Public Law 67-235, the "Joint Service Pay Readjustment Act of 1922", signed by President Harding on June 10, 1922, was the first pay legislation that dealt with compensation for all the Services. It increased the pay rates, and established that officers would be paid according to “pay periods.” The Act essentially created the first pay tables for officer and enlisted personnel in which pay was based on longevity, and not just pay grade.

Public Law 77-607, the "Pay Readjustment Act of 1942", signed into law by President Franklin Delano Roosevelt during World War II, instituted the method of computing longevity pay for enlisted personnel the same as that for commissioned officers, that is, 5 percent of base pay for each three years of service, up to a maximum of 30 years.

Public Law 81-351, the "Career Compensation Act of 1949", signed by President Truman on the 12th of October 1949, was the first legislation that made reference to the primary element of Servicemembers' pay as “basic pay.” Basic pay was coupled with the two primary allowances “basic allowance for quarters” (BAQ) and “basic allowance for subsistence” (BAS).

Each year, Congress and the President has the ability to write and approve new legislation as they deem necessary to change military pay; otherwise, since 1962, Title 37 of the United States Code has dictated how military pay adjustments will be automatically calculated.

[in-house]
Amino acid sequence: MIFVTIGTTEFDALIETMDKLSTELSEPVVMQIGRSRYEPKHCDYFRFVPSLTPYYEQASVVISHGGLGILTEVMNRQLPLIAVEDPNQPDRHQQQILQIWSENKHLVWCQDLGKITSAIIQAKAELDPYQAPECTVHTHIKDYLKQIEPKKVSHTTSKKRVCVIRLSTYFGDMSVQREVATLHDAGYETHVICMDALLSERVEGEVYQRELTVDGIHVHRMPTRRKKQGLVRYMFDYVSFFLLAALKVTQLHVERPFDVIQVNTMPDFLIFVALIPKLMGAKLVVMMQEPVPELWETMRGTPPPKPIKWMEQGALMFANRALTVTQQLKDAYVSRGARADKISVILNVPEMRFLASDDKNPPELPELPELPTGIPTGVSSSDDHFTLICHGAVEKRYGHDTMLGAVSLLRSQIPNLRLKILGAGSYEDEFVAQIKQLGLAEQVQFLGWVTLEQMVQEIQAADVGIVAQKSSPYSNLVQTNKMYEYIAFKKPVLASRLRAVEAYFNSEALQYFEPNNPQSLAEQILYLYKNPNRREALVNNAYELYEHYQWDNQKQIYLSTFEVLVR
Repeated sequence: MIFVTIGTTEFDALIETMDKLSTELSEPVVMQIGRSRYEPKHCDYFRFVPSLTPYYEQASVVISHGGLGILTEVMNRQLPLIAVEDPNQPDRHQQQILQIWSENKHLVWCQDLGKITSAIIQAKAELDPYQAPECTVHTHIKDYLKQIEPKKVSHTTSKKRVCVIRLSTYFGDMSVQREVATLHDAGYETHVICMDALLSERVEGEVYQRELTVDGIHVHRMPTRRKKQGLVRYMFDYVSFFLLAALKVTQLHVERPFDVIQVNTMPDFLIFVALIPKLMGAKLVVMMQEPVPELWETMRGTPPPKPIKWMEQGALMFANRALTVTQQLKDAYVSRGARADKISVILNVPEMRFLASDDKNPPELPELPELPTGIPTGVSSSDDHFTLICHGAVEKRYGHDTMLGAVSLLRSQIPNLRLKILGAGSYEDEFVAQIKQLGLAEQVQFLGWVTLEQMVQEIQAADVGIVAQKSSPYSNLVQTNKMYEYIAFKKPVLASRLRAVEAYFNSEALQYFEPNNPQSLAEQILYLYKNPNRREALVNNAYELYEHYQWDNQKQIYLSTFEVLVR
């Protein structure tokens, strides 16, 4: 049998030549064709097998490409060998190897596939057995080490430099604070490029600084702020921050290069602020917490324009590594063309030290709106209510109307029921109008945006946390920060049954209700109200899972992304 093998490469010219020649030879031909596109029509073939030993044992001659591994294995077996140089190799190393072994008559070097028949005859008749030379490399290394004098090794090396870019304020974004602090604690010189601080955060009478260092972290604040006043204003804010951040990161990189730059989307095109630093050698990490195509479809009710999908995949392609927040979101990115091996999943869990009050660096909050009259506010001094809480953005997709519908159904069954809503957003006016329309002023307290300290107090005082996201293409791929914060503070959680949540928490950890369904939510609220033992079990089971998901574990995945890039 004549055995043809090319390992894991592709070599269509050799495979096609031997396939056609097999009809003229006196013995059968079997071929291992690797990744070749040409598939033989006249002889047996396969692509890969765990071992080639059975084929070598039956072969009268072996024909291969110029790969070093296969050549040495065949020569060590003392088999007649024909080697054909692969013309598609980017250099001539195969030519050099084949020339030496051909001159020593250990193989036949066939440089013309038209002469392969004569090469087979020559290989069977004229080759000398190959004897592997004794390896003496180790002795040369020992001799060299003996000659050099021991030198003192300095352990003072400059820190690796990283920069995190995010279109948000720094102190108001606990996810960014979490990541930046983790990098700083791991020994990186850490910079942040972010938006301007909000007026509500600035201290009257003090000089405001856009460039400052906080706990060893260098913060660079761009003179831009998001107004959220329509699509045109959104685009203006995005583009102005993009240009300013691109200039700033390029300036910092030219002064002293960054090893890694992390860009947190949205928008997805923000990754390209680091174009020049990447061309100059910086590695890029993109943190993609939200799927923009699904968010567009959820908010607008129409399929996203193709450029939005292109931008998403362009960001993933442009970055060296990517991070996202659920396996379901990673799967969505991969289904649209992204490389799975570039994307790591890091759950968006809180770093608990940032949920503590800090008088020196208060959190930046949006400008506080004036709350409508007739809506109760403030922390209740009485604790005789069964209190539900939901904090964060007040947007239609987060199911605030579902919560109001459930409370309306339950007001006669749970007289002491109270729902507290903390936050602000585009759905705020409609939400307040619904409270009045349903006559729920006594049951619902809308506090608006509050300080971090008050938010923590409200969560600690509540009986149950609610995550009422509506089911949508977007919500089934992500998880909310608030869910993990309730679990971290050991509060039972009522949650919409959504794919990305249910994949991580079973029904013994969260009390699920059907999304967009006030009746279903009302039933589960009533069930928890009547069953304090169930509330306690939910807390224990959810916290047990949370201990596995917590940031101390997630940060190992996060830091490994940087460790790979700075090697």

How adjustments to Basic Pay are made

Currently, U.S.C. Title 37, Chapter 19, § 1009 -- Adjustments of monthly basic pay, reads, "An adjustment made under this section in a year shall provide all eligible members with an increase in the monthly basic pay that is the percentage (rounded to the nearest one-tenth of one percent) by which the Employment Cost Index [wages and salaries, private industry workers] for the base quarter of the year before the preceding year [three-month period ending on September 30 of such year] exceeds the ECI for the base quarter of the second year before the preceding calendar year (if at all)."

Additionally, the Title goes on to say, "If, because of national emergency or serious economic conditions affecting the general welfare, the President considers the pay adjustment which would otherwise be required by this section in any year to be inappropriate, the President shall prepare and transmit to Congress before September 1 of the preceding year a plan for such alternative pay adjustments as the President considers appropriate, together with the reasons therefor."

Date page updated: October 31, 2015.

[1] "An Act to increase the Navy of the United States.", approved January 2, 1813. United States Statutes at Large, Volume 02, pg. 789, Government Printing Office. [2] Section 9., Joint Service Pay Readjustment Act of 1922, United States Statutes at Large, Volume 42, pg. 625-633, Government Printing Office. [3] Career Compensation Act of 1949, United States Statutes at Large, Volume 63, pg. 802, Government Printing Office.